Clearview AI Created Accounts For The Offices Of Four Republican Lawmakers Including Trump’s Nominee For Director Of National Intelligence

The office for Rep. John Ratcliffe had access to use Clearview AI’s facial recognition, but never logged in or ran searches.

Clearview AI, the secretive facial recognition company whose software has been used by more than 2,200 organizations around the world, created accounts for the offices of four members of Congress, including one whom President Donald Trump is nominating for director of national intelligence.

Clearview data reviewed by BuzzFeed News includes an unused account for Texas Rep. John Ratcliffe, a Republican whose eventual nomination to DNI was announced by Trump on Friday via tweet. Trump has yet to formally send the nomination to the Senate.

In Clearview documents viewed by BuzzFeed News, the entry for “Congressman John Ratcliffe Staff” indicates that that user had performed zero log-ins and zero searches, meaning that Clearview had created an account that was never used. A spokesperson for Ratcliffe told BuzzFeed News that Clearview staff had met with Ratcliffe’s staff.

“Clearview AI created a demo account prior to a legislative meeting, which Ratcliffe’s staff did not activate,” the spokesperson said. Ratcliffe currently sits on the House Judiciary Committee and the House Permanent Select Committee on Intelligence.

On Thursday, BuzzFeed News reported that more than 2,200 private and public entities including Immigration and Customs Enforcement (ICE), the FBI, and Macy’s had used Clearview’s facial recognition software. Ratcliffe’s account was not included in that count, which only noted organizations that had at least one account with at least one search.

Clearview did not immediately respond to a request for comment.

I am pleased to announce the nomination of @RepRatcliffe (Congressman John Ratcliffe) to be Director of National Intelligence (DNI). Would have completed process earlier, but John wanted to wait until after IG Report was finished. John is an outstanding man of great talent!

The data reviewed by BuzzFeed News listed about 2,900 entities who were granted access to use Clearview AI’s tool, which was built on a database of what the company claims is more than 3 billion photos scraped from Facebook, Instagram, Twitter, and millions of public websites. BuzzFeed’s reporting on the data showed that the company’s software has been used at numerous federal agencies, and that the young startup appears to have developed vital connections to many levels of government.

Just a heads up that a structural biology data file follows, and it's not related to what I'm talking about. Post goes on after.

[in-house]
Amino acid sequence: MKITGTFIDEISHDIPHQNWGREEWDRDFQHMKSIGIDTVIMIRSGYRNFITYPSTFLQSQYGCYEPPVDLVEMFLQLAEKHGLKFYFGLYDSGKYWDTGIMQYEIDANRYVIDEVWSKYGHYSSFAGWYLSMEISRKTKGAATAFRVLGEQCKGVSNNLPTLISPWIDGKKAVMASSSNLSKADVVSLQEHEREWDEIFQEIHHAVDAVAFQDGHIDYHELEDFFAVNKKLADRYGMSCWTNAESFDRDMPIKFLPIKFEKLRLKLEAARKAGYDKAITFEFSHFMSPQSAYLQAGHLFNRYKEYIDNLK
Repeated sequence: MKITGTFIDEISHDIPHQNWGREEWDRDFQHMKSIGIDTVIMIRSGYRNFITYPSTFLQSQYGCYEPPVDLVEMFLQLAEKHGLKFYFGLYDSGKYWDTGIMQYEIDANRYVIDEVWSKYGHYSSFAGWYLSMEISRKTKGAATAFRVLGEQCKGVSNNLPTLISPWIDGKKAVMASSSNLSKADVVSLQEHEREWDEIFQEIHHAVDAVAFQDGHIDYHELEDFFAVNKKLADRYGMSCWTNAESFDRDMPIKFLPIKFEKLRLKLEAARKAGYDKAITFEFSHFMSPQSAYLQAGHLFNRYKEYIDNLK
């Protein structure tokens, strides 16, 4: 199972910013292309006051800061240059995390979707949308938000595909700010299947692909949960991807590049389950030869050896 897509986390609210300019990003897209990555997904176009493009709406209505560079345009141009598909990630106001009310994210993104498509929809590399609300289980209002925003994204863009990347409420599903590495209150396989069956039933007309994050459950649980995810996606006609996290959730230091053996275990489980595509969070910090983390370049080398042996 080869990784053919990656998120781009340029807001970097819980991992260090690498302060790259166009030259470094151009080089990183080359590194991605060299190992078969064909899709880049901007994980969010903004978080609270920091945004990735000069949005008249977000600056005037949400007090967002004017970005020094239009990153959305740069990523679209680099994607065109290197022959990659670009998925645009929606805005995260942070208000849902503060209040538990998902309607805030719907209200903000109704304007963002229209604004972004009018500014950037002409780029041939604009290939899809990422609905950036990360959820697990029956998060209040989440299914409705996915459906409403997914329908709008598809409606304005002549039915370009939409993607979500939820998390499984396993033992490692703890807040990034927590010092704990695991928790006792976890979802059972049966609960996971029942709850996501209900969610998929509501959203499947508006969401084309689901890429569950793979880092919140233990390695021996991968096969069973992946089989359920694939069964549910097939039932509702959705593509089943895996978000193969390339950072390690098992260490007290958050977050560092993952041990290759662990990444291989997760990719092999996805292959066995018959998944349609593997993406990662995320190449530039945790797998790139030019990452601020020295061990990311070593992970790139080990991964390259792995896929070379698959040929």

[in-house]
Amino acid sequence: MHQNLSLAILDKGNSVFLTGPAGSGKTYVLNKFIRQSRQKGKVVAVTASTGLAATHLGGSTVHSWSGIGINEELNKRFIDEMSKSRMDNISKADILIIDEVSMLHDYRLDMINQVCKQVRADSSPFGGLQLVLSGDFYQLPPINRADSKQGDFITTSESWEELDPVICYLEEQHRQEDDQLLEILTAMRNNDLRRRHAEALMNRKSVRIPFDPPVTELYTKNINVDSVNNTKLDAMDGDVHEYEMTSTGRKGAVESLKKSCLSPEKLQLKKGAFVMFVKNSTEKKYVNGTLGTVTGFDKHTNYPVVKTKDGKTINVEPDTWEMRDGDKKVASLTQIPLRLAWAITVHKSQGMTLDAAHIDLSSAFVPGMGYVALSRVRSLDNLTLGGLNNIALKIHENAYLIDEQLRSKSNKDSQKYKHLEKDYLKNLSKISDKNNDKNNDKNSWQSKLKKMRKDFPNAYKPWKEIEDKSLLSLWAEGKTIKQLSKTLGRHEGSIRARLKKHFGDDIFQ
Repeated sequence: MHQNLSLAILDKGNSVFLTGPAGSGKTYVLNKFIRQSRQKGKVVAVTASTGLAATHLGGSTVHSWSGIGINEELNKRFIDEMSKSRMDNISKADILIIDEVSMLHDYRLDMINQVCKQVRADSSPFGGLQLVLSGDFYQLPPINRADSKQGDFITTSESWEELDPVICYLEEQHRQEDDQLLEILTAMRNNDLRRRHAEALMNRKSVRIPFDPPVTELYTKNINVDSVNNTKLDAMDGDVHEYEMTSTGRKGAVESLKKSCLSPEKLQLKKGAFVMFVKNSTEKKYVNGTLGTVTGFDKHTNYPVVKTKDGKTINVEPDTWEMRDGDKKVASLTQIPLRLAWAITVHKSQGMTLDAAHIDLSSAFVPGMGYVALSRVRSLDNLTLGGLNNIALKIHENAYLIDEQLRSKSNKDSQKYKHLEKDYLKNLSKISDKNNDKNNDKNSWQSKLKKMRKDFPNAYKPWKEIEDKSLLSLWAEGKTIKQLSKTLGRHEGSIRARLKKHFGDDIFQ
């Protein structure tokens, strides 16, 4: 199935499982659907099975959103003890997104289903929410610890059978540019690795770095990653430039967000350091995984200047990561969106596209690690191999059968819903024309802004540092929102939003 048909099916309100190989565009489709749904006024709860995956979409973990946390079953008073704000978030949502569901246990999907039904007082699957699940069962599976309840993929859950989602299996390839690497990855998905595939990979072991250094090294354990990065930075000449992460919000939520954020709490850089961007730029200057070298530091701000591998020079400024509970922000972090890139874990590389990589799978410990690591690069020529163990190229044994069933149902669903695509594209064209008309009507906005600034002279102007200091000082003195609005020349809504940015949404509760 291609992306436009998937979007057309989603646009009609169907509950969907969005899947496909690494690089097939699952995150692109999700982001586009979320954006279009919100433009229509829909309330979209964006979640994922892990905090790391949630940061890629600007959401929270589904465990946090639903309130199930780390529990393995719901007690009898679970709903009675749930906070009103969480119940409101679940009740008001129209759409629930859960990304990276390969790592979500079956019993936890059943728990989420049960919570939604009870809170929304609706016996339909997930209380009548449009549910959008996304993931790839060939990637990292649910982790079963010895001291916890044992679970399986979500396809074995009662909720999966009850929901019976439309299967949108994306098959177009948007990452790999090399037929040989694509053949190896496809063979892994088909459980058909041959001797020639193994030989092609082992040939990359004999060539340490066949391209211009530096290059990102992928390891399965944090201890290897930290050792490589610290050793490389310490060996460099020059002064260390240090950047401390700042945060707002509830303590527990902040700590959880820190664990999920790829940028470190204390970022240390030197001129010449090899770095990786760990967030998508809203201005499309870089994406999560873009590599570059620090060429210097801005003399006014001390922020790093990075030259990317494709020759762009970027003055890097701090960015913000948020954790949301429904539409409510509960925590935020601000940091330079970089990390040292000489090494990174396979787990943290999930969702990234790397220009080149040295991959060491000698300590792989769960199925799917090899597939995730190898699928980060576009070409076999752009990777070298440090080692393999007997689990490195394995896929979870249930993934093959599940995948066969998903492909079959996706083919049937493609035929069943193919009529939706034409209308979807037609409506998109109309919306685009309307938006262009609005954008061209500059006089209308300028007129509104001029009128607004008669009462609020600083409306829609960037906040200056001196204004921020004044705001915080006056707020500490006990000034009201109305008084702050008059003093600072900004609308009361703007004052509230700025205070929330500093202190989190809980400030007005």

Some of those connections were to elected officials. Clearview’s data lists offices and teams of Republican Reps. Mark Walker, Mike Rogers, and Lee Zeldin as having accounts, though Walker’s office is the only one listed as running searches with the facial recognition technology. One user registered to the office made more than 10 searches, with the last search listed as being conducted in January of this year.

“Congressman Walker nor our office has met with Clearview,” Walker’s office said in a statement to BuzzFeed News. “A staffer examined a free-trial demo account created by the organization to better understand the system. As the Ranking Member of the Intelligence and Counterterrorism Subcommittee, it is imperative that Congressman Walker is aware of emerging technologies as he seeks to keep Americans safe while protecting privacy and civil rights.”

The four members of Congress whose offices are listed as receiving Clearview access are Republican. No Democrats or Independents appeared on the documents reviewed by BuzzFeed News. Clearview AI was founded by Hoan Ton-That, a former iPhone app developer, and Richard Schwartz, a former adviser to Rudy Giuliani when he was mayor of New York City.

The data reviewed by BuzzFeed News showed that hundreds of federal agencies and local and state law enforcement organizations were using Clearview AI. Among the federal entities listed as paying to use the software are ICE, the US Attorney’s Office in the Southern District of New York, and the United States Postal Service.

Topics in this article

Skip to footer